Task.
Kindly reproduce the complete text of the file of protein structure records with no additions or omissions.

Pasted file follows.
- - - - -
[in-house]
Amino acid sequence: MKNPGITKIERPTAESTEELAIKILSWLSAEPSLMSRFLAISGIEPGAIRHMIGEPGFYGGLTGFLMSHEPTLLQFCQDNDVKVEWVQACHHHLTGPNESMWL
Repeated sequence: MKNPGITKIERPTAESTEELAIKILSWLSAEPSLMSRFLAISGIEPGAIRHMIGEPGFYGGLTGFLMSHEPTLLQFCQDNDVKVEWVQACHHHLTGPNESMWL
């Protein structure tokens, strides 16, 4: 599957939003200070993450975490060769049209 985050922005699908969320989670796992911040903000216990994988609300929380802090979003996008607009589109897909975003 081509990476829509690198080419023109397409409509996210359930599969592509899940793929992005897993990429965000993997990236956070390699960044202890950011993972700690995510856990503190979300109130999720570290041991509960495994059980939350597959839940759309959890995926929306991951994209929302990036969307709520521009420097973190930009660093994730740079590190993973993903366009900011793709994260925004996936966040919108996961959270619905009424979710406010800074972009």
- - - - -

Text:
[in-house]
Amino acid sequence: MKNPGITKIERPTAESTEELAIKILSWLSAEPSLMSRFLAISGIEPGAIRHMIGEPGFYGGLTGFLMSHEPTLLQFCQDNDVKVEWVQACHHHLTGPNESMWL
Repeated sequence: MKNPGITKIERPTAESTEELAIKILSWLSAEPSLMSRFLAISGIEPGAIRHMIGEPGFYGGLTGFLMSHEPTLLQFCQDNDVKVEWVQACHHHLTGPNESMWL
């Protein structure tokens, strides 16, 4: 599957939003200070993450975490060769049209 985050922005699908969320989670796992911040903000216990994988609300929380802090979003996008607009589109897909975003 081509990476829509690198080419023109397409409509996210359930599969592509899940793929992005897993990429965000993997990236956070390699960044202890950011993972700690995510856990503190979300109130999720570290041991509960495994059980939350597959839940759309959890995926929306991951994209929302990036969307709520521009420097973190930009660093994730740079590190993973993903366009900011793709994260925004996936966040919108996961959270619905009424979710406010800074972009």